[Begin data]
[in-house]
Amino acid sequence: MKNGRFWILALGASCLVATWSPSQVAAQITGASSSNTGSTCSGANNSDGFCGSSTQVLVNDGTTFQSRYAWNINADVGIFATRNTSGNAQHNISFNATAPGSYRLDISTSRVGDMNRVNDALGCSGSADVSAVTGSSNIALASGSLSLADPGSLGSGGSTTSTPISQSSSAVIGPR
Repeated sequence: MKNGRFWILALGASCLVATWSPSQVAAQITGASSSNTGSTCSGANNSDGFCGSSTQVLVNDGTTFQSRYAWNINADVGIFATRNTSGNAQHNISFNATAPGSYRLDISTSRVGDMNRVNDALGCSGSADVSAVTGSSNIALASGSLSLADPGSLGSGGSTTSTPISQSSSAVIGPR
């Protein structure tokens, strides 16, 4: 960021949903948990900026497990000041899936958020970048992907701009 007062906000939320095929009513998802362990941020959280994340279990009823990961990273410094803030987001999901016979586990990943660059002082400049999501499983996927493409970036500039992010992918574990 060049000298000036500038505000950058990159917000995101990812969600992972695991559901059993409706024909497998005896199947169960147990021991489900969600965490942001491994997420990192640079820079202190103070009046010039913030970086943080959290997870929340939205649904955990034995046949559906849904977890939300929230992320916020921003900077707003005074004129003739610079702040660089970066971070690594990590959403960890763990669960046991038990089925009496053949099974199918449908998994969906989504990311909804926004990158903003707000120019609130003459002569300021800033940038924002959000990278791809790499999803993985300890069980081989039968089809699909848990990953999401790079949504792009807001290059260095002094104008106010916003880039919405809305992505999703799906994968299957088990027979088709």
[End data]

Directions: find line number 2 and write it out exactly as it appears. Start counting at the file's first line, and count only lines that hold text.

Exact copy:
Amino acid sequence: MKNGRFWILALGASCLVATWSPSQVAAQITGASSSNTGSTCSGANNSDGFCGSSTQVLVNDGTTFQSRYAWNINADVGIFATRNTSGNAQHNISFNATAPGSYRLDISTSRVGDMNRVNDALGCSGSADVSAVTGSSNIALASGSLSLADPGSLGSGGSTTSTPISQSSSAVIGPR